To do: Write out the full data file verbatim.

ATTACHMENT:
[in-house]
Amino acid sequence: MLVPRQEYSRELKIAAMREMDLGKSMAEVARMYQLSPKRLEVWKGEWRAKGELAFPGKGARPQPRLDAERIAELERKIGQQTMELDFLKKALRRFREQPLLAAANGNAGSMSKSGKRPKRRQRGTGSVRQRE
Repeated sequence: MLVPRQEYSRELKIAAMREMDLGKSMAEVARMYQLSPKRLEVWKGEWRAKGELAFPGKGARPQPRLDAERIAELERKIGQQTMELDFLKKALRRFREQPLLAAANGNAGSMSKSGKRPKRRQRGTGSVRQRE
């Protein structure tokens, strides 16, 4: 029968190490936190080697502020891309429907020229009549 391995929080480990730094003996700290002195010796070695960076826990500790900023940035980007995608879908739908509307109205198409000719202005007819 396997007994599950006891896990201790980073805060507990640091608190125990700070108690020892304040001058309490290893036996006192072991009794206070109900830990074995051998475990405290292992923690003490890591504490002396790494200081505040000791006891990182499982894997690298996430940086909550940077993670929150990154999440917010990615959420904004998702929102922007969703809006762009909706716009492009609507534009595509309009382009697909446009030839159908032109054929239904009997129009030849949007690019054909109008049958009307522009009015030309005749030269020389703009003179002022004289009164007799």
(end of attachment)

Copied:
[in-house]
Amino acid sequence: MLVPRQEYSRELKIAAMREMDLGKSMAEVARMYQLSPKRLEVWKGEWRAKGELAFPGKGARPQPRLDAERIAELERKIGQQTMELDFLKKALRRFREQPLLAAANGNAGSMSKSGKRPKRRQRGTGSVRQRE
Repeated sequence: MLVPRQEYSRELKIAAMREMDLGKSMAEVARMYQLSPKRLEVWKGEWRAKGELAFPGKGARPQPRLDAERIAELERKIGQQTMELDFLKKALRRFREQPLLAAANGNAGSMSKSGKRPKRRQRGTGSVRQRE
């Protein structure tokens, strides 16, 4: 029968190490936190080697502020891309429907020229009549 391995929080480990730094003996700290002195010796070695960076826990500790900023940035980007995608879908739908509307109205198409000719202005007819 396997007994599950006891896990201790980073805060507990640091608190125990700070108690020892304040001058309490290893036996006192072991009794206070109900830990074995051998475990405290292992923690003490890591504490002396790494200081505040000791006891990182499982894997690298996430940086909550940077993670929150990154999440917010990615959420904004998702929102922007969703809006762009909706716009492009609507534009595509309009382009697909446009030839159908032109054929239904009997129009030849949007690019054909109008049958009307522009009015030309005749030269020389703009003179002022004289009164007799």